Interview: Vivek Sharma – CEO, Piramal Pharma Solutions (PPS), India

Vivek Sharma, CEO of Piramal Pharma Solutions (PPS), one of the world’s leading CDMOs with a presence in North America, Europe, and Asia, provides insights into the main trends shaping the global demand for contract development and manufacturing services. He also highlights the company’s customer-centric business model, the strength of its global manufacturing footprint its M&A strategy, as well as how he aims to establish PPS as a best-in-class organization in terms of quality compliance.

The global CDMO market amounted to USD 65.8 billion in 2016 and is set to experience a sustained growth moving forward to eventually reach USD 85 billion by 2020. What do you identify as the main drivers behind this strong demand?

“There is no doubt that the global CDMO market will continue to grow and expand in the coming years, but only players with comprehensive and well-targeted offerings will fully benefit from this fast-increasing demand.”

When looking at the macro environment, all Big Pharma companies want to increase the speed-to-market of their life-changing products while at the same time reduce development and manufacturing costs. They strive to apply this approach to an ever-increasing number of products in the pipeline but they do not hold the in-house capacity to reach this objective. In this context, they are left with no choice but to look for external partners that can enable a streamlined and faster go-to-market model and this is precisely where the CDMO industry enters the picture.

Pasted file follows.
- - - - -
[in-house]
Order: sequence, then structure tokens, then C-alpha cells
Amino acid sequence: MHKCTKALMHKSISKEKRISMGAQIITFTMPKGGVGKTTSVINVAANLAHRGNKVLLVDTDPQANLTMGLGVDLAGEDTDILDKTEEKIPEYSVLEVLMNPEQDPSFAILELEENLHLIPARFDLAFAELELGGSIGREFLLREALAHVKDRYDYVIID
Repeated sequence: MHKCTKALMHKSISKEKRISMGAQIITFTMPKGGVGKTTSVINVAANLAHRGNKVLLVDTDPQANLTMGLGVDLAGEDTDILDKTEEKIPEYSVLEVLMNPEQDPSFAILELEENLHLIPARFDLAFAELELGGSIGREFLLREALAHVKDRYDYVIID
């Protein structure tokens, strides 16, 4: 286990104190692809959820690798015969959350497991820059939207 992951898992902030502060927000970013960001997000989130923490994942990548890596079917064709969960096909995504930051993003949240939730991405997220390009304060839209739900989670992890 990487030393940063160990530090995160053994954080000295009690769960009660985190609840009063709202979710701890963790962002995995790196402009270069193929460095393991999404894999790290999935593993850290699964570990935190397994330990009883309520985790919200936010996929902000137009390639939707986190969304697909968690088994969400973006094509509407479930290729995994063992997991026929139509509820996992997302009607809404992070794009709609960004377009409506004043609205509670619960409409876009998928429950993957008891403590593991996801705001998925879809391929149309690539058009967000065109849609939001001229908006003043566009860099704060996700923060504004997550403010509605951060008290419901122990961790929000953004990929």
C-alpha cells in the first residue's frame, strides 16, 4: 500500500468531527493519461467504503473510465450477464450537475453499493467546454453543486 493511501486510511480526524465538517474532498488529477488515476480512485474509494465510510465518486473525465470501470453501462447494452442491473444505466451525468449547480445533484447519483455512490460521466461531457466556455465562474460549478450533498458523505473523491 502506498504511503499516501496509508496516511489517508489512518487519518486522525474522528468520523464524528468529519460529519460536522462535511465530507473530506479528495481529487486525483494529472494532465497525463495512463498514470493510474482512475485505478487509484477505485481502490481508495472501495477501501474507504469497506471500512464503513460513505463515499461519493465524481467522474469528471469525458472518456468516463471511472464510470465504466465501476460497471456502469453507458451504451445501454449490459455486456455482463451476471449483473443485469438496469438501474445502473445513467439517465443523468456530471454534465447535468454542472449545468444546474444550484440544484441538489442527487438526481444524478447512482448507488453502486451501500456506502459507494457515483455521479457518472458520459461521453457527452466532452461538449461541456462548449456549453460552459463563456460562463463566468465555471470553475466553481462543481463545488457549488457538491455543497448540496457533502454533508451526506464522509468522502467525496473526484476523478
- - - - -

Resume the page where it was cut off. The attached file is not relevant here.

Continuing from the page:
Nevertheless, many pharmaceutical companies that already rely on outsourcing still struggle to fully rationalize their supply chain, for the simple reason that the number of suppliers and providers they rely on has soared tremendously over the past years. As a result, there is an ever growing demand for integrated, one-stop-shop service providers which can offer a larger set of services across the value chain.

Although Big Pharma companies play a critical role in fostering the demand for CDMO services, one should not overlook the growing importance gained by biotech companies in this paradigm. The overall number of biotech companies operating worldwide has tremendously increased over the past years, and the majority of them do not hold in-house development and manufacturing capacities. For these biotech companies too, the only way to bring products to the global market is to partner with CDMO companies.

In this context, there is no doubt that the global CDMO market will continue to grow and expand in the coming years, but only players with comprehensive and well-targeted offerings will fully benefit from this fast-increasing demand.